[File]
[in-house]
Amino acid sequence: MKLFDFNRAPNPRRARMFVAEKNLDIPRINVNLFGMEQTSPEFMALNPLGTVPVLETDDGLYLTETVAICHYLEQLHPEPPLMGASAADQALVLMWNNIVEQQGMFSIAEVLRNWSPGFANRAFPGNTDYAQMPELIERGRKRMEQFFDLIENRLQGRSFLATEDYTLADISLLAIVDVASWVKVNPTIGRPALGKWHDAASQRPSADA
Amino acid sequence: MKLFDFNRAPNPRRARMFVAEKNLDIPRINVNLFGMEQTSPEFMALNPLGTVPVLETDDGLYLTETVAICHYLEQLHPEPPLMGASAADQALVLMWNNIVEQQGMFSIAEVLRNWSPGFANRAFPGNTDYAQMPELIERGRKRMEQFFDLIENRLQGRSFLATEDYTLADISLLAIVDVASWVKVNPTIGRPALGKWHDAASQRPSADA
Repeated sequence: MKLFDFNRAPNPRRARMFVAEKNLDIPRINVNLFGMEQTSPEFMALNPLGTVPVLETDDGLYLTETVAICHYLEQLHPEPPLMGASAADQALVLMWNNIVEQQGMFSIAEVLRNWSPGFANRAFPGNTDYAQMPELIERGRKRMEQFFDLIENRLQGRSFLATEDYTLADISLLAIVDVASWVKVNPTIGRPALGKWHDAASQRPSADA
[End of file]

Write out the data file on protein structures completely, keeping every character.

[in-house]
Amino acid sequence: MKLFDFNRAPNPRRARMFVAEKNLDIPRINVNLFGMEQTSPEFMALNPLGTVPVLETDDGLYLTETVAICHYLEQLHPEPPLMGASAADQALVLMWNNIVEQQGMFSIAEVLRNWSPGFANRAFPGNTDYAQMPELIERGRKRMEQFFDLIENRLQGRSFLATEDYTLADISLLAIVDVASWVKVNPTIGRPALGKWHDAASQRPSADA
Amino acid sequence: MKLFDFNRAPNPRRARMFVAEKNLDIPRINVNLFGMEQTSPEFMALNPLGTVPVLETDDGLYLTETVAICHYLEQLHPEPPLMGASAADQALVLMWNNIVEQQGMFSIAEVLRNWSPGFANRAFPGNTDYAQMPELIERGRKRMEQFFDLIENRLQGRSFLATEDYTLADISLLAIVDVASWVKVNPTIGRPALGKWHDAASQRPSADA
Repeated sequence: MKLFDFNRAPNPRRARMFVAEKNLDIPRINVNLFGMEQTSPEFMALNPLGTVPVLETDDGLYLTETVAICHYLEQLHPEPPLMGASAADQALVLMWNNIVEQQGMFSIAEVLRNWSPGFANRAFPGNTDYAQMPELIERGRKRMEQFFDLIENRLQGRSFLATEDYTLADISLLAIVDVASWVKVNPTIGRPALGKWHDAASQRPSADA